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Piper is a inspired shell tool that lets you connect separate shells together over a NATS based middleware.

You can use it to build things like network aware clipboards, notifications from servers to your desktop, ad hoc assembled work queues for doing shell based work on many cores and more.

  • It has two basic modes of operation: multi consumer and multi producer or a work queue style multi producer to a load shared group of consumers
  • By default, the publisher will block until there are consumers, by default it will give up after 1 hour, you can adjust this using --timeout 5m or by setting PIPER_TIMEOUT=5m for example
  • An asynchronous mode, that avoid above blocking, is support if you have NATS JetStream
  • In synchronous mode no data is stored, it's all ephemeral and the data is private to either your own NATS servers or your account on Synadia NGS (NATS as a Service). This means we won't be doing anything like serving web pages but with the shell utility scope I quite like it
  • It's secure your data can not be accessed by anyone else
  • Your data is compressed, NATS isn't great for large payloads but this will help a bit

Multi Producer to Multi Consumer

The n:n mode means a single producer can send a notify and any listeners on the given channel will all get the message, here are a few use cases.

Network aware speech synth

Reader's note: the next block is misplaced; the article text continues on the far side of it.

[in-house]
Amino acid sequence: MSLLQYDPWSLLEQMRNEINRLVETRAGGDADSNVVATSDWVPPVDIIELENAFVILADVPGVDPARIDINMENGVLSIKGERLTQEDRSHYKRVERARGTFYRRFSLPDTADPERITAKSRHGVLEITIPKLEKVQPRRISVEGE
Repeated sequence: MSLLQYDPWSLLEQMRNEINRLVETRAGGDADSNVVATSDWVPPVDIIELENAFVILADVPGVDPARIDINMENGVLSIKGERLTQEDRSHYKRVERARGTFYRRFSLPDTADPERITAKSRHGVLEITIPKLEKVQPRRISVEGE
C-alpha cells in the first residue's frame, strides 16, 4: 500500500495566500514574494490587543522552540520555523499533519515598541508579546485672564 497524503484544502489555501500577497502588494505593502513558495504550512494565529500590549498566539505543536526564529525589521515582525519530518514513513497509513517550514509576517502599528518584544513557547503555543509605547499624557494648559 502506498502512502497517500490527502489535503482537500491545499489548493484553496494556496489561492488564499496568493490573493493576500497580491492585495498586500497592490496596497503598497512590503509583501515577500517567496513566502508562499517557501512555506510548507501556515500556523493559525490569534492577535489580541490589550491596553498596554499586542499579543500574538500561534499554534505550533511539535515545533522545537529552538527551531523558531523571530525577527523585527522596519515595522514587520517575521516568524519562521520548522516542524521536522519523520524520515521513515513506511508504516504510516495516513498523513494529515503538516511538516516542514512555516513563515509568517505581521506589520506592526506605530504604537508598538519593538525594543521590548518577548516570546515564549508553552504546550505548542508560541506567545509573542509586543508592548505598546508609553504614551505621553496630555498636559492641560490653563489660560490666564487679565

On your desktop(s) listen to messages, here using the OS X CLI tool say that reads out whatever it receives over your speakers:

while true
  piper listen say | xargs say

On any other machine:

$ ./ ; piper say "long job completed"

Once completes your speakers will say it's done.

You can also brew install terminal-notifier and use that to get nice popups on your desktop with configurable titles, sound etc, for example instead of xargs say you'd use terminal-notifier -title Piper -sound default

Network aware clipboard

On your desktop(s) run this:

while true
  piper listen clipboard | pbcopy

Now on any other machine you can send data to your clipboard quite easily:

$ ls | piper clipboard

Multi Producer to Load shared grouped Consumers

To demonstrate the load shared group we can resize a set of png images across 2 shells, more useful utilities would be to fetch images from a s3 bucket and put smaller ones back, the requests would just be the file names or urls, but lets keep it simple:

On one shell run this:


for filename in *.png
    echo $filename | piper notify resize

On 2 other shells run this:


while true
  filename=$(piper listen resize --group)
  base=$(basename "${filename}" .png)
  echo $filename
  convert -size 50%x50% "${filename}" "${base}-small.jpg"

Your images will now be resized using max 2 cores.

Asynchronous Mode

The examples above shows a blocking - synchronous - operation. While no persistence is needed it does mean your notifier is coupled to your listener and if either dies so does all progress.

Piper supports NATS JetStream (currently in preview) for persistence, in this case the notifier will publish data into JetStream and the listener will read from JetStream like a work queue.

If your NATS network has JetStream you can do piper setup to configure the required settings in JetStream and pass -a or set PIPER_ASYNC=1 in your environment. Once this is done Piper will be asynchronous.


To use it you need a NATS server, or you can sign up for a free NGS account.

You can use any NATS server, create a NATS context using nats cli:

$ nats context add piper --server --credentials /some/user.creds --description "NATS Piper"

Piper will automatically use the context called piper, you can pass --context or set PIPER_CONTEXT to pick another.

When in persistent mode data is kept for up to 24 hours or until any listener consumed it whichever comes first.


  • Encryption of the data


Basic features work as I want them to work, and I really like it


R.I.Pienaar | | @ripienaar